May 2, 2024

Just Use a Server

In the past couple of months, there's been a lot of discourse over serverless applications. It's kinda an argument that never ends but this time it seems to be caused by Vercel changing their billing. A few users have complained about their bills being increased multiple times. A few weeks before that there was another incident where a Netlify user shared their enormous Netflix bill on Reddit and subsequently on HackerNews.

When I started this blog, I wrote an article where I recommended deploying to VMs/servers. And I stand by that even today. There are two, compelling reasons for that:

  1. Servers are easy to deploy to and maintain
  2. Servers are simple(r).

In serverless there are many areas where things can go wrong. A lot of those places are not in your control and are abstracted away from you in the name of developer experience. Don't get me wrong, I love a platform with good developer experience. I love not having to think about CI/CD. I love when all I have to do is "git push". And most of what I build is deployed using a serverless platform like Vercel, Netlify, or Cloudflare. But I only use them for simple websites. Anything more than that I always choose to deploy to a server or with docker on a platform like Fly or Railway.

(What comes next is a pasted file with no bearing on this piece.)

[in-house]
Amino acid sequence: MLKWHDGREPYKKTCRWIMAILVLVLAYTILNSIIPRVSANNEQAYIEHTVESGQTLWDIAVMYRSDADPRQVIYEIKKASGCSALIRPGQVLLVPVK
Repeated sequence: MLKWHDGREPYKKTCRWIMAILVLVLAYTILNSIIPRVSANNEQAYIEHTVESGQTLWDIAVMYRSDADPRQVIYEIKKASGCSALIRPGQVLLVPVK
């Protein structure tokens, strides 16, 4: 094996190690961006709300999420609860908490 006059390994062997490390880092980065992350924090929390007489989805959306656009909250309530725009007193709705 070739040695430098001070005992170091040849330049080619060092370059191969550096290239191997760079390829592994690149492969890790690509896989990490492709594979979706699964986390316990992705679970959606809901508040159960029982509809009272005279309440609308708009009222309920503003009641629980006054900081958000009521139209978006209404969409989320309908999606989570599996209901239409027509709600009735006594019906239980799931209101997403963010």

But what about scale? Oh, the serverless people love to use this argument. Serverless scales infinitely. Sure, so does your bill.

At one of the startups I worked at, we ran the business for over 3 years on a single EC2 instance. Then we added more instances and put them behind a load balancer. Only then we started to split of small pieces of functionality and moved them to Lambda functions. The primary business still runs on VMs.

I think all the praise for serverless is the result of really good marketing. Platforms like Vercel have empowered frontend engineers to deploy their apps. There are some great companies that have built great products that are deployed on serverless platforms. You might even like to not think about how your apps are deployed and you just want to build stuff. That's great.

So just use a server. Split off small features and move them to serverless when you see drops in performance. Or when you're building stuff adjacent to your primary product.

A single VM will take you a long way. A very long way.

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